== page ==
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Family therapist offers advice on coping with coronavirus fears at home

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Posted at 12:19 PM, Apr 13, 2020
and last updated 2020-04-13 12:19:24-04

WEST PALM BEACH, Fla. — Author Ron Deal is a marriage and family therapist and co-author of "Building Love Together in Blended Families."

Deal offered some tools for coping with life at home under all familial circumstances.

Deal co-authored the book with New York Times bestseller Dr. Gary Chapman who wrote "The 5 Languages of Love" and who recently gave advice to for handling relationships in this crisis.

Deal suggests you create a compass with north pointing to the core of what matters most at home, often focusing on faith or personal values. He also said it’s important to remind children of this principle.

"Let’s face it, we have a lot of artificial anchors in life. Ashleigh, I think we’re all realizing, wow, I don’t have my routine. I don’t have my job. I can’t be as productive as I used to be. Or I sort of have my job but it’s not the same, and money is in question. All of those things that we normally hang our life in are in jeopardy to some degree. And I think that’s forcing all of us to look at what’s really important in this life," Deal said.

South, he said, allows a person to sort through fear and pain with a child, and using words versus brushing feelings to the side.

"The best thing for an anxious child is a non-anxious, self-regulating adult. So if I’m 6, or I’m 15, and I’m looking around and going, this is weird, and I hate not having my friends, and I miss the school, and I turn on the news and I watch my parents get all anxious when I watch the news, that child’s going to be even more anxious. But when they see an adult saying, you know what, let me talk to you about what’s going on with me. And they see you take ownership and responsibility for who you are right now, and how you’re responding and reacting and talking around your anxiety. Don’t pretend that you don’t have it. That’s not real. Talk about it and say, you know, I am concerned," Deal said.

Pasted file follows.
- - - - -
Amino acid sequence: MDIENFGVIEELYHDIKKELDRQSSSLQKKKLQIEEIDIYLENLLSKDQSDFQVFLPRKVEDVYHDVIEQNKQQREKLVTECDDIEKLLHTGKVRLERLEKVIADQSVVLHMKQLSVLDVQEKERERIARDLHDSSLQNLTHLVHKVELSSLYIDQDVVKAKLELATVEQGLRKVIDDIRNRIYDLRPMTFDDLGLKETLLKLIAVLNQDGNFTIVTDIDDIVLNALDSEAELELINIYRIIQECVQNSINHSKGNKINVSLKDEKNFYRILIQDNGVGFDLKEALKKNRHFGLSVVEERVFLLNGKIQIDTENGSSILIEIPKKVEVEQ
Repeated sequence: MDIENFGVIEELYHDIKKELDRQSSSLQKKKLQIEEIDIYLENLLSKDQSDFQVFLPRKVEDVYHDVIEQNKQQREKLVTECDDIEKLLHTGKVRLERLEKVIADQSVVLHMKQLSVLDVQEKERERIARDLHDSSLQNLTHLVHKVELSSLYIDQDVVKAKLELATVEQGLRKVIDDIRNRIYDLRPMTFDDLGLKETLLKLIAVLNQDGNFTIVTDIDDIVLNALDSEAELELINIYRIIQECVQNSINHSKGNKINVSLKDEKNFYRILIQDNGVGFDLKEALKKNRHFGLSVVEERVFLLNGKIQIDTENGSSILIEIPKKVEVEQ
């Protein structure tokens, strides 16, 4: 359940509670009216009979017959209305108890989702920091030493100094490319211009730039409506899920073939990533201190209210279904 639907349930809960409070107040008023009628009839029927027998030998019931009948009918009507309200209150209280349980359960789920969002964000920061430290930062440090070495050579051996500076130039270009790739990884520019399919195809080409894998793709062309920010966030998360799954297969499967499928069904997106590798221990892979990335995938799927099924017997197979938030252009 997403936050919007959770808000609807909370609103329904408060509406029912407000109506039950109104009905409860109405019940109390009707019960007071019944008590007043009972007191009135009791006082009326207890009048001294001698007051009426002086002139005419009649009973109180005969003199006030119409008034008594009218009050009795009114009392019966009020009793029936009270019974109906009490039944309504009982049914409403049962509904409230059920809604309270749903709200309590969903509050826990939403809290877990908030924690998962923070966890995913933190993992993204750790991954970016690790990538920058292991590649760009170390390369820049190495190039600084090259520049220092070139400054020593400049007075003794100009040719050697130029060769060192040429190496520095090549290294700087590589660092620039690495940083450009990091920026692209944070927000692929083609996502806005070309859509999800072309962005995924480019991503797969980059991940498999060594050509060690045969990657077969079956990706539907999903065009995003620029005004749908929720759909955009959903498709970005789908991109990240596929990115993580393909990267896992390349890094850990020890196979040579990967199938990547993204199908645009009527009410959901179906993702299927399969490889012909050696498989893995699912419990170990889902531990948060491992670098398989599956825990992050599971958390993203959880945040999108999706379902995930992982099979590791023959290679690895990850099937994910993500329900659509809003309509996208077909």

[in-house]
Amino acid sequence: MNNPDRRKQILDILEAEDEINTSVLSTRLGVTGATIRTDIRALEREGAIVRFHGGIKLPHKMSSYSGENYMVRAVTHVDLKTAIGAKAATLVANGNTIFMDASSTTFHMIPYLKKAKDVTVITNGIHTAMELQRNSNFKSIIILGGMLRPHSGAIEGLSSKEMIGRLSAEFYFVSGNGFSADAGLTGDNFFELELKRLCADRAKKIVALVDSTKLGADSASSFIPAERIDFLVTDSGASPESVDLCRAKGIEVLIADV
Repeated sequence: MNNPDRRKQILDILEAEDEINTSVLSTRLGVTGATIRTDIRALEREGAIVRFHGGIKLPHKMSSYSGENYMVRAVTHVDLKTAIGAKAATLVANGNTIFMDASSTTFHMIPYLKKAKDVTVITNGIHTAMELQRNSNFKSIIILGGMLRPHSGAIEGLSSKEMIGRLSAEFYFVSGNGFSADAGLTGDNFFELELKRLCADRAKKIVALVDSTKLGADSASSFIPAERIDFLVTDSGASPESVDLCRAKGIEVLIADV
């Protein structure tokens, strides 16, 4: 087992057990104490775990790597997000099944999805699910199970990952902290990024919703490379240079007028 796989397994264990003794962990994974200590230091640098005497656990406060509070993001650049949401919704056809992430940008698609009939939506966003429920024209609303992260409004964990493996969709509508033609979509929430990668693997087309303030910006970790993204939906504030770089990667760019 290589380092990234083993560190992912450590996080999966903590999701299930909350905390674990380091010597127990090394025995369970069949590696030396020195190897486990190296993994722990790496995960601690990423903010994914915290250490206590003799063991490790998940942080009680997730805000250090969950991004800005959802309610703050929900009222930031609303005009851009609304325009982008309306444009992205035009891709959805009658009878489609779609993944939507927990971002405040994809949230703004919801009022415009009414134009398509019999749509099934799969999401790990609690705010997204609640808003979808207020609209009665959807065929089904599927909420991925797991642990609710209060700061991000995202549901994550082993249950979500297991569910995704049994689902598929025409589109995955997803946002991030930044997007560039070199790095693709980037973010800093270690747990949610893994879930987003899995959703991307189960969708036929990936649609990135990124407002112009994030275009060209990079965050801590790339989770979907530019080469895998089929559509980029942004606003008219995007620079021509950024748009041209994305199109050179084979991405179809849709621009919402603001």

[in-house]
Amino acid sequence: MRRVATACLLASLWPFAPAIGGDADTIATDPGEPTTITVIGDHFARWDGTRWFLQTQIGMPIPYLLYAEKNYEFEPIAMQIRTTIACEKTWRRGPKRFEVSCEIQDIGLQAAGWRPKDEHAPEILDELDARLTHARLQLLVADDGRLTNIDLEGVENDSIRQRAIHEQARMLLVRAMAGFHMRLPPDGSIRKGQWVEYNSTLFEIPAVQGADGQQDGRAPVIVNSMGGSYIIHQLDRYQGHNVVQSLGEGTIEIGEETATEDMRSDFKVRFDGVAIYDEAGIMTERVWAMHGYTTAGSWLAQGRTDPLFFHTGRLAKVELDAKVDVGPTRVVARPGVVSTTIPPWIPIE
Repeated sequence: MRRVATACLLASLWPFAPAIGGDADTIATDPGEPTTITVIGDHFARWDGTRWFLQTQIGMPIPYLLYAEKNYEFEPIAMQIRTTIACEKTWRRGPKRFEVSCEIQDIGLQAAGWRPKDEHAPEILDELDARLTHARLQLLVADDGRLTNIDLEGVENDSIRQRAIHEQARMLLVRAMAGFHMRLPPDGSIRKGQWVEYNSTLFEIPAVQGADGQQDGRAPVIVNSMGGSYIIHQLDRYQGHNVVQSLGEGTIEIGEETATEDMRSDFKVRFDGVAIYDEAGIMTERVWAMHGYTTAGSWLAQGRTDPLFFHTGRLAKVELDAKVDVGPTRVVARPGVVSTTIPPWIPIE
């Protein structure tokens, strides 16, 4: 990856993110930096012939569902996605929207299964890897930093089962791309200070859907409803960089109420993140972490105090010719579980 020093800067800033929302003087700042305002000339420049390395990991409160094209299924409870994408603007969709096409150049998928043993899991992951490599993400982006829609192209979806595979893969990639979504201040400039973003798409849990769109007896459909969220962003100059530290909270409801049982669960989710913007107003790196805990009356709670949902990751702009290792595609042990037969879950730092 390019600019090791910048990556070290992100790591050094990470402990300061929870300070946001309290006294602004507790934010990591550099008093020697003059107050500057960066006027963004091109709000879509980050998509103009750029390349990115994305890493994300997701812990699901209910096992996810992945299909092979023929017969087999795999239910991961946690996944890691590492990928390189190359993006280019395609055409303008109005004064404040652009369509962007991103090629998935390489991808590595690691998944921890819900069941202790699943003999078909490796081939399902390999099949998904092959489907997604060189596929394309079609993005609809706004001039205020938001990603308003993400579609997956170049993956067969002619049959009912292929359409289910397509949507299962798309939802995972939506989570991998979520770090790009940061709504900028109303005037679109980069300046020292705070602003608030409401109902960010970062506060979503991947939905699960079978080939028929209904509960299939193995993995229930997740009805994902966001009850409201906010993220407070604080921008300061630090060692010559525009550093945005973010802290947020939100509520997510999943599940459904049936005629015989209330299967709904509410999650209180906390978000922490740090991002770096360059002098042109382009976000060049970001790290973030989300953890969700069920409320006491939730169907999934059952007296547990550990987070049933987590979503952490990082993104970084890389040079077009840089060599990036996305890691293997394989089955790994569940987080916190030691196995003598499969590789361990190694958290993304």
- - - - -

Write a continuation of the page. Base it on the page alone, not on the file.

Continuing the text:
East, Deal said, points to establishing new rhythms for daily life.

Since there is a blending of all activities and people under one roof, it can be beneficial to establish that there are new versions of a temporary normal. Have an agreement with people in your household about what this means. That includes the approach to handling the disease itself.

"There are some people who feel comfortable standing in front of their home porch, talking to a neighbor on the driveway or something. There are other people who want to be in a HAZMAT suit and force everybody in their life into a HAZMAT suit. We just have different opinions about what safe is. You got to talk this out, you got to try to check your fear, avoid the extremes within yourself. Try to listen to the recommendations that they give us. Use some common sense. And then decide together with the people that you live with how are we going to do this?" Deal said.

West, Deal said, points to walking in love in our home and neighborhood.

Anxiety, he said, can cause a person to become very self-centered. Caring for others and reaching out in love can be soothing.

Deal, Dr. Chapman, and other family experts are putting on a worldwide live stream for blended family couples on Saturday April 25. You can watch it by clicking here.

You can also learn more about the author at Family Life and Deal's website.